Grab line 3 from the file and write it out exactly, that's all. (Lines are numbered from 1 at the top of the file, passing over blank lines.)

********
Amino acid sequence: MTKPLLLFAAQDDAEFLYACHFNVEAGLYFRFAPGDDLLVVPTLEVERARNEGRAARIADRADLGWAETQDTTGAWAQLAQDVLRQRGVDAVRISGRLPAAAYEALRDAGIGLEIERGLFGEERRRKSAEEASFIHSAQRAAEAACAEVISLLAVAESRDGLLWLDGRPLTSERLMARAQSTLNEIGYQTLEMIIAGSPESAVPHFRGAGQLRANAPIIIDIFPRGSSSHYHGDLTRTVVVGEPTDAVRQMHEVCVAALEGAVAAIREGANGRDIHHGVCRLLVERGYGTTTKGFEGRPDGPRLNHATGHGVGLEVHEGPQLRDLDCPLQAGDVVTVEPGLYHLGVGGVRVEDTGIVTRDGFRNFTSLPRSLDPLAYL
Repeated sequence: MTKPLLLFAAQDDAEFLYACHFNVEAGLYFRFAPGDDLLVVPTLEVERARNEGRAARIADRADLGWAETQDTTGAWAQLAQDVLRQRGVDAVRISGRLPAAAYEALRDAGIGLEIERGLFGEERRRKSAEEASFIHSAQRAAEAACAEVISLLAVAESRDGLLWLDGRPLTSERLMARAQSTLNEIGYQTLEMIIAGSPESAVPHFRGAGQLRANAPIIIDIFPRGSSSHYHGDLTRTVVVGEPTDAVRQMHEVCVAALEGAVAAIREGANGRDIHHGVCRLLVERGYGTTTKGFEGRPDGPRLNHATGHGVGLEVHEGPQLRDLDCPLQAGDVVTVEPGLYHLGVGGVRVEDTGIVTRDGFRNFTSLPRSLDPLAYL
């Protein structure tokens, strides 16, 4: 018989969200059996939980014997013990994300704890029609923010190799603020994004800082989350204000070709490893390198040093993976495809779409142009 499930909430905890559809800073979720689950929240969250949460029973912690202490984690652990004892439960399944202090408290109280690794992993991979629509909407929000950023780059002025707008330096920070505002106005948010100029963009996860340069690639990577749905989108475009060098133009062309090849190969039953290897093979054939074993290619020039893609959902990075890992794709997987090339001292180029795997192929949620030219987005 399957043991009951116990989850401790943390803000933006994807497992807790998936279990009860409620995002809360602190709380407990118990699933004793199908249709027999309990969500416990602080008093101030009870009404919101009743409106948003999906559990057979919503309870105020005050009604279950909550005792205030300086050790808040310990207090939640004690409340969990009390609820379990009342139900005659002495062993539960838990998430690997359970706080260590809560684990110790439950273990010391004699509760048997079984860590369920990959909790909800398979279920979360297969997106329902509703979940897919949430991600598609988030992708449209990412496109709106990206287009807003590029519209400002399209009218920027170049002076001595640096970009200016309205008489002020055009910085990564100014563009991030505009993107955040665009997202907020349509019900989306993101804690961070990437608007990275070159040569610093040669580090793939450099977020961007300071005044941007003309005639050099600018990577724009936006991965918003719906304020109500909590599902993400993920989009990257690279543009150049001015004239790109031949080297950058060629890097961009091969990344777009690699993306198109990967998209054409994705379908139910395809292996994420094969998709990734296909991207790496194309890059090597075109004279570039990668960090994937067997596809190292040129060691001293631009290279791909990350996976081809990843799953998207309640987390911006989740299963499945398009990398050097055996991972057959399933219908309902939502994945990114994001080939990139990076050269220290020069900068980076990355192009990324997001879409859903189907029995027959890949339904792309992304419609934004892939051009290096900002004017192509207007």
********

């Protein structure tokens, strides 16, 4: 018989969200059996939980014997013990994300704890029609923010190799603020994004800082989350204000070709490893390198040093993976495809779409142009 499930909430905890559809800073979720689950929240969250949460029973912690202490984690652990004892439960399944202090408290109280690794992993991979629509909407929000950023780059002025707008330096920070505002106005948010100029963009996860340069690639990577749905989108475009060098133009062309090849190969039953290897093979054939074993290619020039893609959902990075890992794709997987090339001292180029795997192929949620030219987005 399957043991009951116990989850401790943390803000933006994807497992807790998936279990009860409620995002809360602190709380407990118990699933004793199908249709027999309990969500416990602080008093101030009870009404919101009743409106948003999906559990057979919503309870105020005050009604279950909550005792205030300086050790808040310990207090939640004690409340969990009390609820379990009342139900005659002495062993539960838990998430690997359970706080260590809560684990110790439950273990010391004699509760048997079984860590369920990959909790909800398979279920979360297969997106329902509703979940897919949430991600598609988030992708449209990412496109709106990206287009807003590029519209400002399209009218920027170049002076001595640096970009200016309205008489002020055009910085990564100014563009991030505009993107955040665009997202907020349509019900989306993101804690961070990437608007990275070159040569610093040669580090793939450099977020961007300071005044941007003309005639050099600018990577724009936006991965918003719906304020109500909590599902993400993920989009990257690279543009150049001015004239790109031949080297950058060629890097961009091969990344777009690699993306198109990967998209054409994705379908139910395809292996994420094969998709990734296909991207790496194309890059090597075109004279570039990668960090994937067997596809190292040129060691001293631009290279791909990350996976081809990843799953998207309640987390911006989740299963499945398009990398050097055996991972057959399933219908309902939502994945990114994001080939990139990076050269220290020069900068980076990355192009990324997001879409859903189907029995027959890949339904792309992304419609934004892939051009290096900002004017192509207007």